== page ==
The Python answer is "because, period": we believe in "Readability counts".
      The second answer is proof-by-example: if Python manages a cleaner
      syntax with comparable power, it's a win.


      On a deeper level of semantic gap, the above "petty" examples don't matter.
      The real semantic gap is in domain-specific things.
      The question is not how you manipula lists, it's how you manipulate FooFrobs.
      So the real question is - does the language allow writing a great
      FooFrobs library?

      This depends on syntax like function definition and calling, class
      definition and use,
      namespace mechanics, higher-order facilities, control abstractions, etc.
      These are harder to evaluate, so I won't even try to list examples.
      I do think Python is very good on this scale too.

      On this point, http://greenokapi.net/talks/ReadablePerl.pdf is a great read.
      Shows perl is not bad either.

      --
      Beni <cben@...>
    • Gabor Szabo
      Hi Beni, ... There is a difference when you say: For me Python is more readable than Perl Python is more readable than Perl Perl is NOT readable or Perl
      Message 2 of 6 , Jul 14, 2009
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        Hi Beni,

        On Mon, Jul 13, 2009 at 10:32 PM, Beni Cherniavsky<cben@...> wrote:

        > I do want to address that meme productively.
        > If you catch me degenerating to a troll, feel free to apply sunlight
        > and I'll to freeze to stone ;-)
        >
        >
        > First, it's important to clarify that Python fans don't pull the
        > readability meme to be nasty (at least not initially).
        > For us, it is honestly the most important thing we can say about Perl
        > vs. Python.
        > You could show us a 100 perl features, and we'd still say "but Python
        > looks better"!
        > We feel the difference is very real, and very important.
        >
        > You know Perl & Python and prefer Perl, so obvisouly it's not a
        > universal assement.

        There is a difference when you say:

        "For me Python is more readable than Perl"
        "Python is more readable than Perl"
        "Perl is NOT readable" or "Perl is write only".

        The first one is ok.
        The second one is already crossing the line.
        The third one is outright nasty. Don't even try to convince me otherwise.

        Oh and when you try to say in all kinds of words like
        "For us readability is important" is just plain sounds as FUD.
        I could keep saying "For us working code is important" or I could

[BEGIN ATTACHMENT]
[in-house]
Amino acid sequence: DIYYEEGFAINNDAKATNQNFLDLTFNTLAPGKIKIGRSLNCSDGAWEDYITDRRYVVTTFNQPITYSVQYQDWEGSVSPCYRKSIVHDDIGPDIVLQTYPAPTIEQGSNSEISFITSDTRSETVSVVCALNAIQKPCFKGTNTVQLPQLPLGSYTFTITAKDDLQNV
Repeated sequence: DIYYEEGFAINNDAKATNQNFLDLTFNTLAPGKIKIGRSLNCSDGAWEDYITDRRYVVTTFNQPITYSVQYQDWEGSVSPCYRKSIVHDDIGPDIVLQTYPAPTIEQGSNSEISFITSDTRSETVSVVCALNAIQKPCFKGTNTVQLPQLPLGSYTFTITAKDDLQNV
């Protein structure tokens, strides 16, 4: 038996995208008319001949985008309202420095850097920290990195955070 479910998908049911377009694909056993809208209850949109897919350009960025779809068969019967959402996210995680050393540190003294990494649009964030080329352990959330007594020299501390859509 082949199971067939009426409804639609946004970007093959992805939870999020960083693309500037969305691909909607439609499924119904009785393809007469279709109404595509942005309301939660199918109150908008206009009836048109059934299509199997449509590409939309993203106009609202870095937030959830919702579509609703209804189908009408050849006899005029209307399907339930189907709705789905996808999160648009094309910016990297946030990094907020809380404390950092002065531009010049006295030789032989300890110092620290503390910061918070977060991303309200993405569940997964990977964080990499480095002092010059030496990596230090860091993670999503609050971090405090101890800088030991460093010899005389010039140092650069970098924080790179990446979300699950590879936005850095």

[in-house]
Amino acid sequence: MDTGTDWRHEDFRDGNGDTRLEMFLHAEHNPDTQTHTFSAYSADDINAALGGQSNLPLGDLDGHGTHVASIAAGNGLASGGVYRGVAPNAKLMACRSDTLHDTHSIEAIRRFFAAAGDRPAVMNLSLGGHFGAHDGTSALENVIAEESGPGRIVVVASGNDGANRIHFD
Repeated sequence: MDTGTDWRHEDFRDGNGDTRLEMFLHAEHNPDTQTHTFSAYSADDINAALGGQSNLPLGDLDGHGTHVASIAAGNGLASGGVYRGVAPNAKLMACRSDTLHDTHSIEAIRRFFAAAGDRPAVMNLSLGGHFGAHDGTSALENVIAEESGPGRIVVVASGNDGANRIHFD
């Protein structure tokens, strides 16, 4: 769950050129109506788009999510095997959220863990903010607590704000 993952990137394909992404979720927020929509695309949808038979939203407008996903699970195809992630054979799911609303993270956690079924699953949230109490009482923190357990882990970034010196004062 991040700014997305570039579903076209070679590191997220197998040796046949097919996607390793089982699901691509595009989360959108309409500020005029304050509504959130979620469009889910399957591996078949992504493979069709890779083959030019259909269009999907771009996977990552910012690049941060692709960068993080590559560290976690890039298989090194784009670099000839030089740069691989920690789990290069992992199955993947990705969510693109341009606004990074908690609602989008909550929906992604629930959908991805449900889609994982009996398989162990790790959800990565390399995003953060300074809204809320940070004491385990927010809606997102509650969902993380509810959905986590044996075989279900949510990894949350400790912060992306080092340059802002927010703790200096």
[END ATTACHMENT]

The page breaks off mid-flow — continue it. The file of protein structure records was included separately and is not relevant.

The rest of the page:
say "For us freedom is important".


        > This might be a bit like Lisp parens - some people love them, some hate them.
        > Lispers fought the "Lisp is unreadable, it all looks the same" meme for decades.
        > But there is an undeniable reality to the problem: it scares a lot of people.

        Yeah, the unknown scares a lot of people.


        > The second observation I have to make concerns the "semantic gap".
        > It's a notion I saw once in someone's defense of some esoteric
        > language, can't find it now.
        > "Semantic gap" is the distance between how you think about the
        > problem, and how your code looks.
        > Obvisously the smaller this gap is, the better - any distance adds
        > friction, distraction and bugs.
        >
        > It seems to me that many of the intricacies of Perl's syntax increase
        > the semantic gap.
        > (Please read mitigating comments below before replying point-by-point.)

        I don't feel myself competent to answer point-by-point nor do I think it is
        relevant. There are cases where I agree that Perl isn't intuitive enough
        but there are a lot of other cases where I think the same arguments could be
        used just in the opposite direction.

        I think it boils down a lot to how your brain works but more importantly
        to what you are used to.


        > [BTW, Perl 6 is much better!  It fixes all problems that were rooted
        > in historical accident rather than deliberate choice.
        > Eventually I gave up on it, but for lesser reasons...]

        It is hard to keep up with the development of Perl 6 but we are getting closer.
        I am giving a training class next month in Lisbon and I believe in a year or two
        we will see it getting in production. You can already write applications in it.


        > On this point,  http://greenokapi.net/talks/ReadablePerl.pdf is a great read.
        > Shows perl is not bad either.

        Indeed. One of the biggest problems of Perl is that it was (and still
        is) used by
        many people who don't know how to write code. They were copy pasting
        bad code examples or code examples that are are only working to keep backword
        compability for the last 22 years. Companies are hiring people with very little
        experience and telling them to write production code without even the
        involvement
        of one experienced Perl programmer.

        IMHO it happens a lot less in Python.


        regards
        Gabor

        --
        Gabor Szabo http://szabgab.com/blog.html
        Test Automation Tips http://szabgab.com/test_automation_tips.html
        Perl 6 Tricks and Treats http://szabgab.com/perl6_tricks_and_treats.html